Actually, come to think of it, thirty-seven was pretty bad too. This was after the much lamented Evil Ex had packed his bags and cleared off but before I had cut all ties with him, and he was delighting in being even more of an arsehole to me than when we were actually together. After arranging to come to my birthday celebrations, he then went on to cancel – because he had rejoined his ex girlfriend’s band (the 80s one hit wonder ex with whom he’d shared a highly dubious trip to Paris with which I was most definitely not invited on, a year into our relationship) and they were playing a gig together. On my birthday. In the place that we met. I’m not sure the band would really plan a gig so precisely to cause the most hurt possible, but it certainly felt that way.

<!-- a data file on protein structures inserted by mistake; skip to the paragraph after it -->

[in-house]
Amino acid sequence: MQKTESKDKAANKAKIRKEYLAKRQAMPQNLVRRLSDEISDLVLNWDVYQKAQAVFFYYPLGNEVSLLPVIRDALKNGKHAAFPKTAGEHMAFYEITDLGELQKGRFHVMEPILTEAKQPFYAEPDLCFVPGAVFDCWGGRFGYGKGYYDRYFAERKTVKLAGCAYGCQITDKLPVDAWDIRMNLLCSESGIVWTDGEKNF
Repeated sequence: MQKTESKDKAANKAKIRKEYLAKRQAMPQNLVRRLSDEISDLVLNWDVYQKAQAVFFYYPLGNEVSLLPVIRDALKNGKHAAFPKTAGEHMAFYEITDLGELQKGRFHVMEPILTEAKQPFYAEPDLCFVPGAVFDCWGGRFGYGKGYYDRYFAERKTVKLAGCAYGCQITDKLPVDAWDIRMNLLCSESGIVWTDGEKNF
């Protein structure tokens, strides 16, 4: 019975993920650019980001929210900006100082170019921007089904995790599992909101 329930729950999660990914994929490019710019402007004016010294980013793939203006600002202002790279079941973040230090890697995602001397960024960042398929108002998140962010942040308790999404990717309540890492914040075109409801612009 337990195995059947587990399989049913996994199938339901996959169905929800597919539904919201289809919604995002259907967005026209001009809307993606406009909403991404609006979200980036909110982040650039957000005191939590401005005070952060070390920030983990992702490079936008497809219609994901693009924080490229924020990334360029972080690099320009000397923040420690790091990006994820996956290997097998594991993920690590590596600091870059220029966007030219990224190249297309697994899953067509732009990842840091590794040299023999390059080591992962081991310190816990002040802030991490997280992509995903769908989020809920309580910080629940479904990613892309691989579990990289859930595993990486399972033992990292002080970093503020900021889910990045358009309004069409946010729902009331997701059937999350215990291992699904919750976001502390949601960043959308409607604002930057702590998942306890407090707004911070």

And so. Forty-three. The first birthday I have ever had where I have seen no one, done nothing social and where I only received one non-family card and not a single present. (Actually, some lovely friends had sent me some things in good time – but with Royal Mail so badly affected, nothing arrived). I was braced for this and decided the one thing I could do to make it a good day was go for a run. I signed up for the RunThrough Wimbledon Common (“Womblestow”) virtual and planned out a route. And of course, you can guess what happened. The weather, which had been beautiful sun and mild warmth all the way through April, turned to absolute shit. The weather gods decided there was a whole load of water they wanted rid of, and they decided to chuck it on my head.